How to choose your further education course

Pathways range from PLCs and degrees to apprenticeships and traineeships

Choosing a college course is one decision – where to do it is a whole other question. But, with Covid-19 upending so much about further and higher education, it’s one that students should consider carefully.

Róisín O'Donohoe, public relations officer with the Institute of Guidance Counsellors, works at Belvedere College in Dublin. "Students should bear in mind that, as in any other year, there are a range of options open to them," she says, pointing towards post-Leaving Cert certificates (PLCs), ordinary and higher degrees ranging from level five to level eight on the National Framework of Qualifications (NFQ). Many of these courses provide pathways directly into work and on to degree courses.

“Students need to consider that we don’t really know whether there will be a traditional Leaving Cert or predicted grades for the class of 2021,” says O’Donohoe. “We saw a variance in the CAO points this year because of calculated grades, leaving some students happy and others disappointed. We don’t know if the points will be higher than you might have hoped for so, this year, it’s a good idea to be extra conscious of the pathways that could lead to your course of choice.”

Ms O’Donohoe says that, whatever route a student chooses, there will always be opportunities to take a different course or career path. “The idea of going into college, getting a degree and coming out into a career that you stay in for the rest of life is old and outdated. These days, graduates often retrain, upskill and move careers.”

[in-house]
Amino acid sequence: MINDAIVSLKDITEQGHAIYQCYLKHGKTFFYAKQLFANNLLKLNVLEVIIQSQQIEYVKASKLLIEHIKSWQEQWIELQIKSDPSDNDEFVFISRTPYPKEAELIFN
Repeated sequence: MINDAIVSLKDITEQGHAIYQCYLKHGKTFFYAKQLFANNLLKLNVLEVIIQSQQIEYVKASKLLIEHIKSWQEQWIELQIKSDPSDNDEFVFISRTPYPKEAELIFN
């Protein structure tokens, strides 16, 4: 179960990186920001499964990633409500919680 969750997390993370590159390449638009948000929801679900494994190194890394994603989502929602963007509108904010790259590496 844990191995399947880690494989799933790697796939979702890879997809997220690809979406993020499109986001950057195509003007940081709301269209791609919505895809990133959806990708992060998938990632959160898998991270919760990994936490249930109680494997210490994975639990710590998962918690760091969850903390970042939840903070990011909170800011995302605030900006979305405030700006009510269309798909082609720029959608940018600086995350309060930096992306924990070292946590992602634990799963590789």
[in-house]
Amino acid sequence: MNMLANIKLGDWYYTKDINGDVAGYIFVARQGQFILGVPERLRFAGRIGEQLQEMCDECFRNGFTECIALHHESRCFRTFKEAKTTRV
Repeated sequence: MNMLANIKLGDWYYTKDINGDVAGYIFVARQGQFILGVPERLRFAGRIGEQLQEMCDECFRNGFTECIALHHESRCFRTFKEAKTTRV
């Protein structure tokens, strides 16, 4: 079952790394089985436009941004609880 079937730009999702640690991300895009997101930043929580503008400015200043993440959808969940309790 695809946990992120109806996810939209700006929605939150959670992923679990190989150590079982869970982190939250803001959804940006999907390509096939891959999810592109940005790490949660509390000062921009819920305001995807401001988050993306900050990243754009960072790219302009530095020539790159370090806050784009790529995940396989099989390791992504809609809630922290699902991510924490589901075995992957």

So, just how many further and higher education options do students have?

Post-Leaving Cert courses

These provide vocationally-based training to school-leavers and adults – meaning that the courses are largely, but not entirely, geared towards employment opportunities. Usually full-time, they run for one or two years.

The number of courses is wide and varied and they include horticulture, computer game programming, sports therapy, animal care, animation, childcare, beauty therapy, computer software, retail studies and much more. One big benefit is that, with so many colleges of further education in cities, towns and villages, students rarely have to travel too far to study.

Many provide routes into third-level or give students a taster of a college course including areas such as pre-nursing, pre-university arts and humanities or pre-university science.

Ms O’Donohoe says that she is increasingly seeing high-achieving students opt for PLCs. “It’s a chance to dip your toe in the water for a year and see if you really want to make a four-year commitment, but it’s also a good way to transition between school and college and to pick up some independent-learning skills.”

Figures show that about 20 per cent of PLC graduates go on to higher education.

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Apprenticeships, once largely confined to trades such as carpentry, motor mechanics and plumbing, have taken off over the past decade, with numbers rising from a low of 1,200 in the depths of the last recession to about 20,000 today.